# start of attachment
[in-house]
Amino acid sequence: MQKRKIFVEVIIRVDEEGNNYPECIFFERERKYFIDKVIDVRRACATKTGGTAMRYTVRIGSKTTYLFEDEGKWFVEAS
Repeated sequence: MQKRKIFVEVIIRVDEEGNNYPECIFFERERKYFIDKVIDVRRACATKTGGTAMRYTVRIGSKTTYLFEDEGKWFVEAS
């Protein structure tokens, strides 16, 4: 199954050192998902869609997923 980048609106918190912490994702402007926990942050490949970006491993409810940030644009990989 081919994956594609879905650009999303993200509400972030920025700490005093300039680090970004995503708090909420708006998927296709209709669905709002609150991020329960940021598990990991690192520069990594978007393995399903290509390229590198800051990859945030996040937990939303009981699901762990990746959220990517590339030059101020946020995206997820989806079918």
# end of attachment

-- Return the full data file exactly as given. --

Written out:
[in-house]
Amino acid sequence: MQKRKIFVEVIIRVDEEGNNYPECIFFERERKYFIDKVIDVRRACATKTGGTAMRYTVRIGSKTTYLFEDEGKWFVEAS
Repeated sequence: MQKRKIFVEVIIRVDEEGNNYPECIFFERERKYFIDKVIDVRRACATKTGGTAMRYTVRIGSKTTYLFEDEGKWFVEAS
């Protein structure tokens, strides 16, 4: 199954050192998902869609997923 980048609106918190912490994702402007926990942050490949970006491993409810940030644009990989 081919994956594609879905650009999303993200509400972030920025700490005093300039680090970004995503708090909420708006998927296709209709669905709002609150991020329960940021598990990991690192520069990594978007393995399903290509390229590198800051990859945030996040937990939303009981699901762990990746959220990517590339030059101020946020995206997820989806079918």